By Thaier al-Sudani UDHAIM DAM, Iraq (Reuters) - Wearing military fatigues and a white turban, the Shi'ite cleric gave an eve-of-battle address to Iran-backed fighters preparing to attack Islamic State militants in Tikrit, praising them for defending their faith and urging them to fight honorably. Seated in front of him in rows, crossed-legged in the grass, were dozens of armed men from Iraq's largest Shi'ite militia, the Badr Organisation, the main element of a force now advancing on Tikrit's eastern flank against the Sunni Muslim Islamic State militants who now dominate most of northern Iraq. This week's multi-pronged attack is the biggest coordinated assault on the city, best known as the home town of executed Sunni president Saddam Hussein, since the radical Islamic State fighters seized it in June.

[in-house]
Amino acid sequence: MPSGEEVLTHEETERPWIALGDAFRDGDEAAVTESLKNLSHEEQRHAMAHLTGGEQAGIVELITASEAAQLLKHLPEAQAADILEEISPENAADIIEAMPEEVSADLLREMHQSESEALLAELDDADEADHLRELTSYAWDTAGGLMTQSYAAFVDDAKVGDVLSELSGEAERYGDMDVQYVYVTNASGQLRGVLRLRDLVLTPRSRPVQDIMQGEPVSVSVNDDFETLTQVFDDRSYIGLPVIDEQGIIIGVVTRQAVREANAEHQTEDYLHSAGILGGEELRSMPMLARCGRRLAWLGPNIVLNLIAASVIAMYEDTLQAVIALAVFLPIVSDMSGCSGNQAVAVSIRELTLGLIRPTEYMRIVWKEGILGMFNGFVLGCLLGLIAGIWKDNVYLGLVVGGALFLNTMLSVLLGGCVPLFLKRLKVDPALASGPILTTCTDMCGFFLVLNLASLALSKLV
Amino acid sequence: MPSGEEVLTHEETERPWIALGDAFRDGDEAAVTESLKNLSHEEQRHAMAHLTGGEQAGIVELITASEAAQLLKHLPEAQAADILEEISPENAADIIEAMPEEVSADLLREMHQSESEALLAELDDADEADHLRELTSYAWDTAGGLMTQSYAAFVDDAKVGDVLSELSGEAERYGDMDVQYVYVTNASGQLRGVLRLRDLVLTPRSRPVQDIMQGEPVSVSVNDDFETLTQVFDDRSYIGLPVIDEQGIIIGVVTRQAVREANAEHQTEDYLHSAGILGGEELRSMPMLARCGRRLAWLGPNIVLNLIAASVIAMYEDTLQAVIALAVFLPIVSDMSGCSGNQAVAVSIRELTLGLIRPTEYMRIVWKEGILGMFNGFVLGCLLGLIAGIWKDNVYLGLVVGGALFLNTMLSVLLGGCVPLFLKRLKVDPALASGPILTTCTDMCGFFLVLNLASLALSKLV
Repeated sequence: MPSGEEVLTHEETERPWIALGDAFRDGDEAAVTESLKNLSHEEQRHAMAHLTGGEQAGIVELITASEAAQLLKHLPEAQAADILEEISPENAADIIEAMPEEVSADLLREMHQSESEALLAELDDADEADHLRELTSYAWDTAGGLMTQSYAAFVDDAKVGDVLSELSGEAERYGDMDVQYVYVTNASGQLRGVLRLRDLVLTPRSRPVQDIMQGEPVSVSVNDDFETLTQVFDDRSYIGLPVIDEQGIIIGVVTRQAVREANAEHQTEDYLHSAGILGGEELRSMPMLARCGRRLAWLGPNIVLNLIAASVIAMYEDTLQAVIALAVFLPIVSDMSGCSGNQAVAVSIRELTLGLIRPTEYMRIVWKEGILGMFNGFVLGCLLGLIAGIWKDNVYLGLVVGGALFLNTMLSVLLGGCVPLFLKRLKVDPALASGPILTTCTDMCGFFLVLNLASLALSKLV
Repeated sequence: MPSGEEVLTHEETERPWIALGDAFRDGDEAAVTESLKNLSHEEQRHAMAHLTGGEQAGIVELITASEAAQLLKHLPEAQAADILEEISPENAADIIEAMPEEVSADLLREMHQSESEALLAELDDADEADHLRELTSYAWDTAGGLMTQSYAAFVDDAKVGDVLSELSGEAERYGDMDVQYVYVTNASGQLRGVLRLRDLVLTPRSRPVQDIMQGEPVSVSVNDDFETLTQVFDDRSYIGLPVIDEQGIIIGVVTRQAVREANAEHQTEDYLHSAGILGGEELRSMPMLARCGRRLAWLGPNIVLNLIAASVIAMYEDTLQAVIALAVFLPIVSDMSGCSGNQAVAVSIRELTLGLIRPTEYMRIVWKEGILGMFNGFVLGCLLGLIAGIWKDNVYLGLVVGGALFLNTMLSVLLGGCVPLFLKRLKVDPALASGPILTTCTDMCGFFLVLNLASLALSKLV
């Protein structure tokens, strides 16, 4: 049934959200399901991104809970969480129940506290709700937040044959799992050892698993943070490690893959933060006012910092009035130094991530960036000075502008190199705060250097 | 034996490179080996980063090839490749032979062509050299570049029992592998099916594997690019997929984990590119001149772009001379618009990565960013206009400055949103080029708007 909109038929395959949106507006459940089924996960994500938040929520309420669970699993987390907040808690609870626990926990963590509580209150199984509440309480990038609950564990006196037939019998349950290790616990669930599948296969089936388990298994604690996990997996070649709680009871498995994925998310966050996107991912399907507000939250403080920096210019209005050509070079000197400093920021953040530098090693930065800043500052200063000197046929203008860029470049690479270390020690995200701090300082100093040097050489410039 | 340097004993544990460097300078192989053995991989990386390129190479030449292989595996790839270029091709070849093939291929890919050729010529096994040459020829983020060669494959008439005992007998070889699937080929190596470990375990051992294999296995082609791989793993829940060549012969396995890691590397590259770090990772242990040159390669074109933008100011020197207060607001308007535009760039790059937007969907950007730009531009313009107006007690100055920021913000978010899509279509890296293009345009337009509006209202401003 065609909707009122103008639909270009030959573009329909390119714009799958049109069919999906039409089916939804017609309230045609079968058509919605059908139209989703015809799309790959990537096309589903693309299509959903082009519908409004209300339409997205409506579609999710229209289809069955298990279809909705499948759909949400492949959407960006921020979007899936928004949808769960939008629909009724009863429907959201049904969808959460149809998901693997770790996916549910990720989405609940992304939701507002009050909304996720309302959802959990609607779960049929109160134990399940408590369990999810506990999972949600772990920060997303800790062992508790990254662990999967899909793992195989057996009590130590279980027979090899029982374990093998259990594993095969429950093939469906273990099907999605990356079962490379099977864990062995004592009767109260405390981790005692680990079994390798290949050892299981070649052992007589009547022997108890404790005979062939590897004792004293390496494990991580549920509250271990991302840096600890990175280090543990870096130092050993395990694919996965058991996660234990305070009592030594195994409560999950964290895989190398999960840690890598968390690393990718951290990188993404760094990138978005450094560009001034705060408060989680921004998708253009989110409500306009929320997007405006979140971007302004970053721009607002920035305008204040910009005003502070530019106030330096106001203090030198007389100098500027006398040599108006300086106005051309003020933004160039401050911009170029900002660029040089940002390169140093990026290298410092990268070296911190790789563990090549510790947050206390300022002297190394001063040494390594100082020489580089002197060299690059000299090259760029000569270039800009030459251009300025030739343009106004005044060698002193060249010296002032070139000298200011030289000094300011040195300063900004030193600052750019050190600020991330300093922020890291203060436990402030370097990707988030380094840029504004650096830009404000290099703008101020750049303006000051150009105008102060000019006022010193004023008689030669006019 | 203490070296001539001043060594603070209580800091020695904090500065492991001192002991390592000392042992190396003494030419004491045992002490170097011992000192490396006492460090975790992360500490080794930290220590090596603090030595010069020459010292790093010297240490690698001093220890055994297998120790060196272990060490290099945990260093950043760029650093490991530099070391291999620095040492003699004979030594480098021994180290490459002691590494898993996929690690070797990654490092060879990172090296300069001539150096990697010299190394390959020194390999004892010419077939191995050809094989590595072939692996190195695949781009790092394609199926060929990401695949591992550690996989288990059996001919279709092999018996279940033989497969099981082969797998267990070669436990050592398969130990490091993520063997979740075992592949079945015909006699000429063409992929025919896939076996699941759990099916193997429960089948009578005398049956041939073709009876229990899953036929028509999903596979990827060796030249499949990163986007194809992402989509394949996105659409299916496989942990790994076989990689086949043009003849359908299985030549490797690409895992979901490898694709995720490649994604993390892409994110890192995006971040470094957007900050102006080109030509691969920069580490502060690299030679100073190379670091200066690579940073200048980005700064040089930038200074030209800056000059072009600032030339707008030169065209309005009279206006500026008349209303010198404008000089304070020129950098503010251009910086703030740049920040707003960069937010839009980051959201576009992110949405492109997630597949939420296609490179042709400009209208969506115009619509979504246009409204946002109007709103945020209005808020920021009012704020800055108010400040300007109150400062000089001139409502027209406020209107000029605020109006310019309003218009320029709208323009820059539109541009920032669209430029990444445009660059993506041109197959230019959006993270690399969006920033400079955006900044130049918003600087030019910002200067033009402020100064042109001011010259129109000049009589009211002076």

A top rights body said Wednesday that France was in violation of a European treaty because it did not fully ban the smacking of children, reigniting debate over the divisive issue. The Strasbourg-based Council of Europe said France's laws on corporal punishment for children were not "sufficiently clear, binding and precise". France bans violence against children but does allow parents the "right to discipline" them. French law does forbid corporal punishment in schools or disciplinary establishments for children.